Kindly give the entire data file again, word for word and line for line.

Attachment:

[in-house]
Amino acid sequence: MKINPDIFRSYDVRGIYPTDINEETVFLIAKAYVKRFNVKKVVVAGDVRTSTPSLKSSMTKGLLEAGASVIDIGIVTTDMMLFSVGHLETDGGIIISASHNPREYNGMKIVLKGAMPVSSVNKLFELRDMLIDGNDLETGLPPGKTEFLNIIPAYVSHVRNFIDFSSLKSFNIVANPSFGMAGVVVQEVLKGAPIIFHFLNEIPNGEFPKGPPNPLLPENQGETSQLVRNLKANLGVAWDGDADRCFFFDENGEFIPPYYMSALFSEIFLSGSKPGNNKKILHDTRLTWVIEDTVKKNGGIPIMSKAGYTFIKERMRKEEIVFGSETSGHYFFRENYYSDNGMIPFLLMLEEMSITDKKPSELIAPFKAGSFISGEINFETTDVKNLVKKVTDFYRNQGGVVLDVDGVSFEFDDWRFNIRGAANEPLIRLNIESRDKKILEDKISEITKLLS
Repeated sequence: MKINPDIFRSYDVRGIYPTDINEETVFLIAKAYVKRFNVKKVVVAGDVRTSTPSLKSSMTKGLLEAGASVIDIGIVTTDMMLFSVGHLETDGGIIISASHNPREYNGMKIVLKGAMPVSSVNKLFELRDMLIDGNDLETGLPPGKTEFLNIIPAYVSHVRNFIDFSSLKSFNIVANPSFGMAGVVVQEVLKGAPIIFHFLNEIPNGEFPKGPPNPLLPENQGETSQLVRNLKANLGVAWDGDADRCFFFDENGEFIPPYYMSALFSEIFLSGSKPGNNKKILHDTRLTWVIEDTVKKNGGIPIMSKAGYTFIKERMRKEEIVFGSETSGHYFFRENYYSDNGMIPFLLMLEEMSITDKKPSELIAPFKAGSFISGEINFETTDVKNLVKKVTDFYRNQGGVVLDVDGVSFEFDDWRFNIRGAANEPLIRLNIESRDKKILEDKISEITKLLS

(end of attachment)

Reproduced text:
[in-house]
Amino acid sequence: MKINPDIFRSYDVRGIYPTDINEETVFLIAKAYVKRFNVKKVVVAGDVRTSTPSLKSSMTKGLLEAGASVIDIGIVTTDMMLFSVGHLETDGGIIISASHNPREYNGMKIVLKGAMPVSSVNKLFELRDMLIDGNDLETGLPPGKTEFLNIIPAYVSHVRNFIDFSSLKSFNIVANPSFGMAGVVVQEVLKGAPIIFHFLNEIPNGEFPKGPPNPLLPENQGETSQLVRNLKANLGVAWDGDADRCFFFDENGEFIPPYYMSALFSEIFLSGSKPGNNKKILHDTRLTWVIEDTVKKNGGIPIMSKAGYTFIKERMRKEEIVFGSETSGHYFFRENYYSDNGMIPFLLMLEEMSITDKKPSELIAPFKAGSFISGEINFETTDVKNLVKKVTDFYRNQGGVVLDVDGVSFEFDDWRFNIRGAANEPLIRLNIESRDKKILEDKISEITKLLS
Repeated sequence: MKINPDIFRSYDVRGIYPTDINEETVFLIAKAYVKRFNVKKVVVAGDVRTSTPSLKSSMTKGLLEAGASVIDIGIVTTDMMLFSVGHLETDGGIIISASHNPREYNGMKIVLKGAMPVSSVNKLFELRDMLIDGNDLETGLPPGKTEFLNIIPAYVSHVRNFIDFSSLKSFNIVANPSFGMAGVVVQEVLKGAPIIFHFLNEIPNGEFPKGPPNPLLPENQGETSQLVRNLKANLGVAWDGDADRCFFFDENGEFIPPYYMSALFSEIFLSGSKPGNNKKILHDTRLTWVIEDTVKKNGGIPIMSKAGYTFIKERMRKEEIVFGSETSGHYFFRENYYSDNGMIPFLLMLEEMSITDKKPSELIAPFKAGSFISGEINFETTDVKNLVKKVTDFYRNQGGVVLDVDGVSFEFDDWRFNIRGAANEPLIRLNIESRDKKILEDKISEITKLLS